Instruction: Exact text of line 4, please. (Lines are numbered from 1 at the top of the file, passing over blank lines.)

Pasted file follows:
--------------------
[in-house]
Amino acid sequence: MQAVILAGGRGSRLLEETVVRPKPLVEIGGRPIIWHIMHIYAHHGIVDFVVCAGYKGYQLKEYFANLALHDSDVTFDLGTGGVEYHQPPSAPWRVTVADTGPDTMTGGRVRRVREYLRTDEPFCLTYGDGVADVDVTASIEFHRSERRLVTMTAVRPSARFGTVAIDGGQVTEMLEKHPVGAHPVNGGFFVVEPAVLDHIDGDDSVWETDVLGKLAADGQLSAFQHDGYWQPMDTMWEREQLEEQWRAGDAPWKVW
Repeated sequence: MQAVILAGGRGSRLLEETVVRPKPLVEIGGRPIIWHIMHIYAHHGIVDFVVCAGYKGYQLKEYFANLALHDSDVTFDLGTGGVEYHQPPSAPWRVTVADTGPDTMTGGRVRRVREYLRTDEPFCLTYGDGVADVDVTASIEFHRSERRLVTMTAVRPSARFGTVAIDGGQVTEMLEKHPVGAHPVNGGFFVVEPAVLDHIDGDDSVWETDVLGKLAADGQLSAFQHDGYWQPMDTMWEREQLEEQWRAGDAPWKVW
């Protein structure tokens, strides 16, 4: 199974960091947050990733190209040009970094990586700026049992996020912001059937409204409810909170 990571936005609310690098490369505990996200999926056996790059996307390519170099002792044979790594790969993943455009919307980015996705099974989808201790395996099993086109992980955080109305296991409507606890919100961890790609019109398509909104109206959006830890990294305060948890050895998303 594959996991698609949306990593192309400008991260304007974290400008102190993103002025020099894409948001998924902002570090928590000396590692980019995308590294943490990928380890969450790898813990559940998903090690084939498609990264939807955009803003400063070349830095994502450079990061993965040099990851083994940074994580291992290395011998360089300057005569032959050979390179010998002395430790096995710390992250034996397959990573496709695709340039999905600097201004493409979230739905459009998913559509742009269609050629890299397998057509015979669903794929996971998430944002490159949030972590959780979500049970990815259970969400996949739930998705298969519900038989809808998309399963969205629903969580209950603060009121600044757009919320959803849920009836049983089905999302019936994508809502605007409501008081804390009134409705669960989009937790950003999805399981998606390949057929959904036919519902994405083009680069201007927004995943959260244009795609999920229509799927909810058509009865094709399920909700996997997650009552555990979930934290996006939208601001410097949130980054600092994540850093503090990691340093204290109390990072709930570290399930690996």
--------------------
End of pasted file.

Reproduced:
């Protein structure tokens, strides 16, 4: 199974960091947050990733190209040009970094990586700026049992996020912001059937409204409810909170 990571936005609310690098490369505990996200999926056996790059996307390519170099002792044979790594790969993943455009919307980015996705099974989808201790395996099993086109992980955080109305296991409507606890919100961890790609019109398509909104109206959006830890990294305060948890050895998303 594959996991698609949306990593192309400008991260304007974290400008102190993103002025020099894409948001998924902002570090928590000396590692980019995308590294943490990928380890969450790898813990559940998903090690084939498609990264939807955009803003400063070349830095994502450079990061993965040099990851083994940074994580291992290395011998360089300057005569032959050979390179010998002395430790096995710390992250034996397959990573496709695709340039999905600097201004493409979230739905459009998913559509742009269609050629890299397998057509015979669903794929996971998430944002490159949030972590959780979500049970990815259970969400996949739930998705298969519900038989809808998309399963969205629903969580209950603060009121600044757009919320959803849920009836049983089905999302019936994508809502605007409501008081804390009134409705669960989009937790950003999805399981998606390949057929959904036919519902994405083009680069201007927004995943959260244009795609999920229509799927909810058509009865094709399920909700996997997650009552555990979930934290996006939208601001410097949130980054600092994540850093503090990691340093204290109390990072709930570290399930690996």